Ben Lyle is the author of the highly acclaimed spy thrillers, The Irregular: A Different Class of Spy, The Red Ribbon and The Year of the Gun (Hodder UK, Mobius US) featuring working class spy, Wiggins. They trade on his deep knowledge of London, his fascination with spies and his love of Sherlock Holmes. A former screenplay executive, he is currently working on the television adaptation of The Irregular with director Saul Dibb (The Salisbury Poisonings, Journey’s End) while completing the fourth instalment of the adventures of Wiggins, Spy Hunter. hblyle.com
Aziz Hakimi was born in Herat, Afghanistan, in 1973 and now lives in Malta. He grew up in Iran where his family took refuge after the Soviet Union invaded Afghanistan. In 1989, he returned to Afghanistan, living in Kabul during the civil war. He has worked for the BBC World Service and is a regular contributor to BBC Persia. He is the founder and editor of nebesht.com, the Persian Creative Writing Magazine. His debut novel, Trees Die Upright, set against the previous Taliban insurgency, has been published in Italy (Newton Compton). He is currently completing a collection of short stories, Kabul Blues.
In the summer of ’76 Arlene Maltman borrowed a surfboard, dragged it down to the whitewater and taught herself how to surf. She would go on to win the European and British Championships and win a surf scholarship to The University of Santa Barbara. Today she lives in Jersey where she works as the Government Press Officer. Her memoir, Girls Don’t Surf, tells the story of how her passion for surfing changed attitudes and shaped her life.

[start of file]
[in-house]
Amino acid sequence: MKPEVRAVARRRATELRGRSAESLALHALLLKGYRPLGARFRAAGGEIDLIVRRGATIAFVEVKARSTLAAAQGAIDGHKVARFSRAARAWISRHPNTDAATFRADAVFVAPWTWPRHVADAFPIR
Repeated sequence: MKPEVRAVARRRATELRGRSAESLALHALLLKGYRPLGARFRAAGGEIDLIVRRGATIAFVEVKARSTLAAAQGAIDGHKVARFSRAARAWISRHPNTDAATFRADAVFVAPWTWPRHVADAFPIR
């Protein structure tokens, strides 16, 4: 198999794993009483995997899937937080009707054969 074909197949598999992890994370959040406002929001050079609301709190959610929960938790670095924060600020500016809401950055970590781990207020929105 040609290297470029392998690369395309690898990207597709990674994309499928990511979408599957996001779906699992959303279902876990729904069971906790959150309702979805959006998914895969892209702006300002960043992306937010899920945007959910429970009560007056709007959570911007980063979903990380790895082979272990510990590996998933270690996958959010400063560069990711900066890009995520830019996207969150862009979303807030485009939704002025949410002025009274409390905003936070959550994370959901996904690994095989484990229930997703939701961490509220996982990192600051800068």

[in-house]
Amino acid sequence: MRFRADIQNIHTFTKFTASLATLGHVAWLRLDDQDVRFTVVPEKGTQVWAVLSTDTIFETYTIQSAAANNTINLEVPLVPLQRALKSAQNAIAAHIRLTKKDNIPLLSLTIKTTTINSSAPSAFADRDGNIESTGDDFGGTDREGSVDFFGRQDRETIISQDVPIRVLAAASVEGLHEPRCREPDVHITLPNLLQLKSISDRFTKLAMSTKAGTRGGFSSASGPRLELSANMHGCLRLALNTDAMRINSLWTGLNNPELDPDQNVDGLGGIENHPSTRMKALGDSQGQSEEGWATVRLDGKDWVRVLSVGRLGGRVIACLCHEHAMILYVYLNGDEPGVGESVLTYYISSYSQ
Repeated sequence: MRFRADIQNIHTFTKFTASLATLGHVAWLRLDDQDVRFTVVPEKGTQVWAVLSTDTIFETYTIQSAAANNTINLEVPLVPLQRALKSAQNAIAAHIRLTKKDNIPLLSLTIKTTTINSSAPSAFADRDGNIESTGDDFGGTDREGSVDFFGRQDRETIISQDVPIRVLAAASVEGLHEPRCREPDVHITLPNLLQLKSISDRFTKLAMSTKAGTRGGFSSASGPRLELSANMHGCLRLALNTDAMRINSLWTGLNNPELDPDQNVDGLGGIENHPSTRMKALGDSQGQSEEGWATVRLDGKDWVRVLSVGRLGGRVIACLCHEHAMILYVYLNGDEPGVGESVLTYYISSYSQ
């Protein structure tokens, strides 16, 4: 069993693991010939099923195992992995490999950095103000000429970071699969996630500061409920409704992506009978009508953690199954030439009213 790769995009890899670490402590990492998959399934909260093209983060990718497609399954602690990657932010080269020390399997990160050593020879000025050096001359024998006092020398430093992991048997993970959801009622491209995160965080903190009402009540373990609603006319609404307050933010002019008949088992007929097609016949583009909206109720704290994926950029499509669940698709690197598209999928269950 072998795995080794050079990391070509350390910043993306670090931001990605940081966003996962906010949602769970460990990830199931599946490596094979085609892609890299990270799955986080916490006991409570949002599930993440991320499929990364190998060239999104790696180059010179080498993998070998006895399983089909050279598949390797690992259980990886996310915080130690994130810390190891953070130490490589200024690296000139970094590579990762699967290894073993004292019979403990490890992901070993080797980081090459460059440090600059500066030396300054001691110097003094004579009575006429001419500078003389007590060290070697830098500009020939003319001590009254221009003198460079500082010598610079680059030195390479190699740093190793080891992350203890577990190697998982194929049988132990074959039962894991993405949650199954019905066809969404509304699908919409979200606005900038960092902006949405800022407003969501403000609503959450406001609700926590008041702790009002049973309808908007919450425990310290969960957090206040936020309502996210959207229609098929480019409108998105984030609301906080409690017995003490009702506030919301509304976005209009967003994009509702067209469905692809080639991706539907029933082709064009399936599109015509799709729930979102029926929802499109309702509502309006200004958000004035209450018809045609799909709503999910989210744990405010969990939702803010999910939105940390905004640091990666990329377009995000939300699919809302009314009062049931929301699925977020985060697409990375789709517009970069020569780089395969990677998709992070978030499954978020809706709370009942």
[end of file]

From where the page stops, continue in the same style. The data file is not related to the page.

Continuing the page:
James Moore works in The Department of Education. He has also worked as a script consultant. He has a BA in English Literature from Lincoln College, Oxford and works for the Department of Education. He has recently finished his first novel, inspired by his love of George Orwell.
Susan Moore is the author of the Nat Walker middle grade series for kids, Crimson Poison, Emerald Secret, and Indigo Island (Nosy Crow). After many years in California working at Lucasfilm, Susan lives with her husband and daughter and wolf pup, Tigger, in Surrey. She received an MA with distinction in Creative Writing from Kingston University. She is currently working on a novel loosely based on her experiences of San Francisco’s 90’s tech world. www.susanmooreauthor.com
Nell Raven began her writing career as a news journalist in London before moving with her family to Asia. After freelancing for a year for the South China Morning Post in Hong Kong, she spent four years in Pakistan raising her daughter and corresponding for nationals including the Telegraph. She has an MA in Creative Writing from Oxford Brookes University and is completing her debut novel, America’s Mistress, a tale of love and revenge set in Islamabad.
Scott Savitt is a former Beijing correspondent for the Los Angeles Times and United Press International. His articles have been published in the Los Angeles Times, Washington Post, Wall Street Journal and New York Times. In 1994 he founded Beijing Scene, China’s first independent weekly newspaper. He is the in-house Chinese-English translator for numerous human rights organisations. Crashing the Party, his acclaimed memoir of two decades in China, is published by SoftSkull in the US. ‘The picaresque, poignant Crashing the Party, brings us closer to the soul of the country,’ LARB www.scottsavitt.com